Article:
Governor Andrew Cuomo's executive order on school closures is spelling the end of spring break.
The state Education Department issued guidance to school districts Monday saying the order, which waives a state requirement for schools to hold 180 days of instruction a year, means that schools should offer remote instruction every weekday between April 1 and April 14, even if that day was supposed to be part of spring break.
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The United Federation of Teachers confirmed late Tuesday night that school would be in session for much of spring break. UFT members will be off Thursday, April 9 and Friday, April 10, but they will go back to work Monday, April 13 for what the organization called a "special week of family service and support."
In a statement, Cuomo spokesman Jason Conwall told NY1 the order "requires schools use available vacation and snow days during this extraordinary time."
While scores of stressed students, parents and teachers might have been eagerly awaiting a break from remote learning, the state says April isn't the time for one.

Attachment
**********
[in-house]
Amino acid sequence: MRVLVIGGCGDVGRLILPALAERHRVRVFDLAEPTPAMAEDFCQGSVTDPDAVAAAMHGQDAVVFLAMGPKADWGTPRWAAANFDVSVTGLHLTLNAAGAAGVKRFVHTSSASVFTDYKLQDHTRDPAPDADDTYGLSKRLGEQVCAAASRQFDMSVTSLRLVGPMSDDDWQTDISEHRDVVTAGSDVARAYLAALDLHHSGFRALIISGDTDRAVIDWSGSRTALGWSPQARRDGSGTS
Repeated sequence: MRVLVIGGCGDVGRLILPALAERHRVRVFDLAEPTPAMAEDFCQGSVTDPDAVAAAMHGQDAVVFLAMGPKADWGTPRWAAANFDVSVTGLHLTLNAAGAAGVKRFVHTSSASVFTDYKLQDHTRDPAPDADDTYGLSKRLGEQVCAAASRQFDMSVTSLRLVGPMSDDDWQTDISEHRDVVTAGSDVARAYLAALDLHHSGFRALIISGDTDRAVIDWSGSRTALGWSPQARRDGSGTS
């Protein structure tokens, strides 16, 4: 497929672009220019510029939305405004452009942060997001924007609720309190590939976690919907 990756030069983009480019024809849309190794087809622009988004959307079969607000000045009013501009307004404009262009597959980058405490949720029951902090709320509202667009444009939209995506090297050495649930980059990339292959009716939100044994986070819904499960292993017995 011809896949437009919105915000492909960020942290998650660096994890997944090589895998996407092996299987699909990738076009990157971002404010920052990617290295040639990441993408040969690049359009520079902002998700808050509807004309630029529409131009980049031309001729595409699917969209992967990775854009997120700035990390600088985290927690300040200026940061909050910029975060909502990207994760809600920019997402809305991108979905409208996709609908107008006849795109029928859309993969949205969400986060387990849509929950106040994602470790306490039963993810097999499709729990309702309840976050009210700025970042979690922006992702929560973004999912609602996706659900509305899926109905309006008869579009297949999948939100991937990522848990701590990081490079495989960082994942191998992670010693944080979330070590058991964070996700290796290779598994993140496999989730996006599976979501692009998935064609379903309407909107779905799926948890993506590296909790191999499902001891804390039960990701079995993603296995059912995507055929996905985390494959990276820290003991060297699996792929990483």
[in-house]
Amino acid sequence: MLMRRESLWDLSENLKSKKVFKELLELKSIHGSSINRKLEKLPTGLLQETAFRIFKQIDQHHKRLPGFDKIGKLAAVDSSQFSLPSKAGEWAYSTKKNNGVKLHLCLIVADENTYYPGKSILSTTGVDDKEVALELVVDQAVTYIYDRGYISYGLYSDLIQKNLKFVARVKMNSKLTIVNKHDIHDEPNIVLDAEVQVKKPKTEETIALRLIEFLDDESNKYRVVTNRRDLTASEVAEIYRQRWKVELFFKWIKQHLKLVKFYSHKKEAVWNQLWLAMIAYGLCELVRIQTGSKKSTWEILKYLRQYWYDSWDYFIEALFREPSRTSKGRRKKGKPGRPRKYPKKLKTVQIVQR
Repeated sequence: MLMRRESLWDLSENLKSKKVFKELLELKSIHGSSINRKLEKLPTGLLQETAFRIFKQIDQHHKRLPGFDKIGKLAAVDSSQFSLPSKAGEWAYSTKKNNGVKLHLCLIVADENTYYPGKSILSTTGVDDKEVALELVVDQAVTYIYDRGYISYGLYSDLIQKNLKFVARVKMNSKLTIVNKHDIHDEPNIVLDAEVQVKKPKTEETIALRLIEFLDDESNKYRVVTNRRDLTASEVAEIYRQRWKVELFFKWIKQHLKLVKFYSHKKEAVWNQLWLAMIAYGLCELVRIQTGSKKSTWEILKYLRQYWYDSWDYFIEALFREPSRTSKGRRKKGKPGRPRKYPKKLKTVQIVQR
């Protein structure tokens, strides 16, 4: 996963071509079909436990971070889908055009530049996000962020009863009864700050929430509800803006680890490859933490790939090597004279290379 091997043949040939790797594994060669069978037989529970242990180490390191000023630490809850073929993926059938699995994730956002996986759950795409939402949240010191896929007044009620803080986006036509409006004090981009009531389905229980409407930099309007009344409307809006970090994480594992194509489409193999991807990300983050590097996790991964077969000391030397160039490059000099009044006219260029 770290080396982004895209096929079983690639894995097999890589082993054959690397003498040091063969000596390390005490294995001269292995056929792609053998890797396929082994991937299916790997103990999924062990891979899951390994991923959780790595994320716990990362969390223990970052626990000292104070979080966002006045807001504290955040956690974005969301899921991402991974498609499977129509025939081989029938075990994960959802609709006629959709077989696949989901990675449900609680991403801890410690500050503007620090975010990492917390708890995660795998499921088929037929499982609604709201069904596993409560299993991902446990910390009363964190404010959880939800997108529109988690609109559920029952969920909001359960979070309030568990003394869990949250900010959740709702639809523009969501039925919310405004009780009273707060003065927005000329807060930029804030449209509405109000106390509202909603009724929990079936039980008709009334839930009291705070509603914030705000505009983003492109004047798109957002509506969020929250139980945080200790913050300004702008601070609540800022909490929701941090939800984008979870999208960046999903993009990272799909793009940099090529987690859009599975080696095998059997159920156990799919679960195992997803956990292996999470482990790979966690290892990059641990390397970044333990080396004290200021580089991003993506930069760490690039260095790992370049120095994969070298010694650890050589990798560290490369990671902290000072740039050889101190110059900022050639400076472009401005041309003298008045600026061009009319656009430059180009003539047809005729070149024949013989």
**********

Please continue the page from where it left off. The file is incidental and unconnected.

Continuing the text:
"After some time to establish and begin implementing distance learning plans, educators are executing these plans at high levels and it is critical to continue educational time for our students," Conwall said. "More importantly, we need to flatten the curve to stop the spread of this virus and continuing distance instruction is one key way to do it. This is an all-hands on deck situation and we appreciate all the work of educators all across the state to help our students get through this."
Many educators, who were more likely to get some extra sleep than jet off on vacation during spread break, don’t feel so appreciated.
"I'm disappointed, because I was counting on that break to sort of catch my breath," said teacher Katie Laphamer.
Some teachers noted the news came as Cuomo has floated education funding cuts to plug a massive budget shortfall.
"It's really demoralizing," said teacher Liat Olenik. "We've been working so hard over the last few weeks. The last month of school has felt like an eternity, which I'm sure everyone is feeling now, but you know, teachers I know have been working 12-, 14-hour days in order to transition to remote learning. Students are working hours and hours a day, sitting in front of a computer."
Mayor Bill de Blasio had set a preliminary goal of ending remote learning and opening schools on April 20, which would be the first Monday after spring break.